Four years ago I explained Why I Was Glad To See The Patriots Lose Super Bowl 42, tracing much of my NFL fandom up to that point along the way. The article was the culmination of my path from being a fan of a particular team to becoming a fan of the game. There’s a great deal packed into a pretty expansive article, but the gist of it is this:
While I was a Dallas Cowboys fan from childhood, my NFL fandom really began in middle school, when I started to play football myself. Like all twelve year olds at the time, I was awed by rags-to-riches Kurt Warner and the St. Louis Rams’ “Greatest Show on Turf.” Accordingly, when the Patriots beat the Rams in Super Bowl XXXVI, it irked me.
It seemed obvious to any kid at the time that the Rams were one of the best teams to ever take the field. Between the notorious Tuck Rule snowbowl against Oakland, and the Rams not playing like themselves for most of the Super Bowl, New England seemed undeserving somehow. It felt like these flukes allowed a pack of unwitting beneficiaries to deny a historically great team their vindication, and it began my distaste for the Pats.
The ensuing years gave me plenty more to hate: the antics of guys like Tom Brady, Randy Moss, and Rodney Harrison, seeing sour Bill Belichick thumbing his nose at the front office and running up the score, and of course, Spygate. New England’s march to near-perfection made me more disdainful and concerned with every win. By the time the Patriots reached the Super Bowl, their awful, perfect season seemed inevitable.
Then, against all expectations, the Giants pulled out an improbable victory, complete with the unlikeliest catch from the unlikeliest receiver, and a few big hits on pretty boy Brady to boot. Just like the Rams they’d faced all those years before, the Patriots had been denied their place in history by an underdog who got hot at the right time. The fact that Eli Manning was once mentored by Kurt Warner only added to the pleasant symmetry, and seemed to close the book on my transition from football neophyte to NFL addict.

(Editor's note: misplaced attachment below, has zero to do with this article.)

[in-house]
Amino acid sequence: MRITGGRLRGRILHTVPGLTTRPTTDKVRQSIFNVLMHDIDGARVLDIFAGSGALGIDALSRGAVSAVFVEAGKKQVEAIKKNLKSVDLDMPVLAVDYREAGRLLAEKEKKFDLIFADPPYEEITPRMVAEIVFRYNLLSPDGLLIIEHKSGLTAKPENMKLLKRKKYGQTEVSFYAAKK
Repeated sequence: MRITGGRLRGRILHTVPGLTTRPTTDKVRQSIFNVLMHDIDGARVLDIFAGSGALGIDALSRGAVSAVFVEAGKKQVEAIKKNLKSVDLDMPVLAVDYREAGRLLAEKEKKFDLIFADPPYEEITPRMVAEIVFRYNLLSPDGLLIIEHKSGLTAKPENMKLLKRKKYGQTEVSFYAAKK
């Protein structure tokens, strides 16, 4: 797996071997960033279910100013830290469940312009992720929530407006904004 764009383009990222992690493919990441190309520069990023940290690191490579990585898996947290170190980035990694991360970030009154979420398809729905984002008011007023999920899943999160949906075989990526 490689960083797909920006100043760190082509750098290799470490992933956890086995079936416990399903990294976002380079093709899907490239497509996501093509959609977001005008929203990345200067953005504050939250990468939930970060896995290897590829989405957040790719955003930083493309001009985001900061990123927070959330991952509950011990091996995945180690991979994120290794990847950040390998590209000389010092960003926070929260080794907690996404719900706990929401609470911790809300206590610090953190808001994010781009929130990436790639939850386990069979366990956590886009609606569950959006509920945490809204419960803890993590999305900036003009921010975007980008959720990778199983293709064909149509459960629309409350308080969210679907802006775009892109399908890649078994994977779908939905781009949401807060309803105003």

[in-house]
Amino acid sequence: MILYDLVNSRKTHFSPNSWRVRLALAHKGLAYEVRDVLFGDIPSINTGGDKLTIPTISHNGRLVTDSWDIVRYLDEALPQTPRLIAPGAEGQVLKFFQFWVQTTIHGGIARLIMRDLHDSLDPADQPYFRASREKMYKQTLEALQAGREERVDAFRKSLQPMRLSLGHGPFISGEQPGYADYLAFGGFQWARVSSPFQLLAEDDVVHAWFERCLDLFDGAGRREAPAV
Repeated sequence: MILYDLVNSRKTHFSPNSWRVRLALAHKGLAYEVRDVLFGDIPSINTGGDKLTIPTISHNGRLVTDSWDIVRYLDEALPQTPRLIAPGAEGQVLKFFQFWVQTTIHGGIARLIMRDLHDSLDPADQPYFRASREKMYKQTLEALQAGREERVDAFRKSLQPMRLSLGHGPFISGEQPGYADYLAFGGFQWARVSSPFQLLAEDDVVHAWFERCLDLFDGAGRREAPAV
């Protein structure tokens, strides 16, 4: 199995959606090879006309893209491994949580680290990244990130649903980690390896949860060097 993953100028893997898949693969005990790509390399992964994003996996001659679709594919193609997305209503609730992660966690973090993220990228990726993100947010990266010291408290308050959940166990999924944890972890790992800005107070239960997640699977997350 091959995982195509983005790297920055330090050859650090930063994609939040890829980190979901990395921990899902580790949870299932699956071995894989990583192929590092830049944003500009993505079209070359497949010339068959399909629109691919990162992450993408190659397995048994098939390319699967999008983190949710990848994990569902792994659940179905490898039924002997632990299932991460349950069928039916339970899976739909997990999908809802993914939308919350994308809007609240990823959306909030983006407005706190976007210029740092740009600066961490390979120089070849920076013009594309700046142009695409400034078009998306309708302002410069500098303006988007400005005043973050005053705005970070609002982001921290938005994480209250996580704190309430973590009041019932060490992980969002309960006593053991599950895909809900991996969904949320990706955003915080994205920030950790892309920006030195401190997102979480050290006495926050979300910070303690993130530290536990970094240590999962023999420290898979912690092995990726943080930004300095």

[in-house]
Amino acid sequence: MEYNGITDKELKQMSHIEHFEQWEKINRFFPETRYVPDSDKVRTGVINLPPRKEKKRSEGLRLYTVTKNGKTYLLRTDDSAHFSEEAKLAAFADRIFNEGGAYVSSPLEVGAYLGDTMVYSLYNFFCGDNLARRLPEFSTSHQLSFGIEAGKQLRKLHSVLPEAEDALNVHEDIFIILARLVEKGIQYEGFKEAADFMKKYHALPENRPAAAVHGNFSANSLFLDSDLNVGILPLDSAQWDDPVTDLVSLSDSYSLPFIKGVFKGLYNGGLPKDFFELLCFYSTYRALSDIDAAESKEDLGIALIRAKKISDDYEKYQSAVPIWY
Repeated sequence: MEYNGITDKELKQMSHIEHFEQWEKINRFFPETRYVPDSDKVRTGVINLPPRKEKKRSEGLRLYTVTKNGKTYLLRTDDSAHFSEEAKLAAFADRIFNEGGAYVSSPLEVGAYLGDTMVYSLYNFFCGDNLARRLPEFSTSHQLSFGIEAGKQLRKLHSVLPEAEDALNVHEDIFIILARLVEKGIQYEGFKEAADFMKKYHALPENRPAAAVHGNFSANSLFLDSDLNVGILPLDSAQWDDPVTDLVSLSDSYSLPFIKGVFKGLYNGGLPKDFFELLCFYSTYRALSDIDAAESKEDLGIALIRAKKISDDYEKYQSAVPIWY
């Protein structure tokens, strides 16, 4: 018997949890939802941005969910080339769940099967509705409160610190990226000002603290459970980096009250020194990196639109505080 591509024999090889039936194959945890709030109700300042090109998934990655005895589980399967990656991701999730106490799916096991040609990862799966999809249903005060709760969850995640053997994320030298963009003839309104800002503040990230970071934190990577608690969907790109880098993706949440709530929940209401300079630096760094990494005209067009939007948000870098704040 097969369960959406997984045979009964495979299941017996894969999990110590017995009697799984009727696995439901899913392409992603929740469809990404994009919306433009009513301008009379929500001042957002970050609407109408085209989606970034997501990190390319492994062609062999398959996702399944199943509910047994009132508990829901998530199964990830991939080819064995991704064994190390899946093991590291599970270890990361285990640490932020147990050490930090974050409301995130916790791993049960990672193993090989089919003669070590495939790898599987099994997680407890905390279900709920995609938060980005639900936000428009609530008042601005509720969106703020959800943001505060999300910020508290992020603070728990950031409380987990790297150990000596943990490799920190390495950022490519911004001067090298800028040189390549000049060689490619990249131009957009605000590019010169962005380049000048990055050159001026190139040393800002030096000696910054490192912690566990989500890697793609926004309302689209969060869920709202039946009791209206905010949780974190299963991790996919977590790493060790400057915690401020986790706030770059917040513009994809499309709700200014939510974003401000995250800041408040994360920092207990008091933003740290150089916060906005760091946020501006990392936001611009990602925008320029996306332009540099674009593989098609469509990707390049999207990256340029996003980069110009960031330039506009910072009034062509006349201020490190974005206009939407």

I had trouble putting into words how the Patriots’ loss felt when I wrote that article, but it’s clearer to me now in hindsight. It was a sense that disaster had been averted. That unyielding wave of relief in the face of a terrible, likely consequence.
It’s hard to explain now the palpable sense of disgust then at that thought of New England achieving a perfect season. It was a looming misfortune that cast a shadow over the whole league. Before the first kick off of Super Bowl XLII, I had already resigned myself to the inevitability of it. I had practically already started mourning, and it gave me time to contemplate the horrible results.
In sum, it would have been a stain on professional football for the rest of the sport’s existence. To have a team, that based on a spotless record, would have had to be acclaimed as one of, if not the, best of all time that was full of cheats, primadonnas, troublemakers, and above all else, individuals who showed a lack of respect for the game, would have been a tragedy. I can’t say that it would have ruined professional football, but it would have been a scar on the face of the NFL that would take a very long time to heal.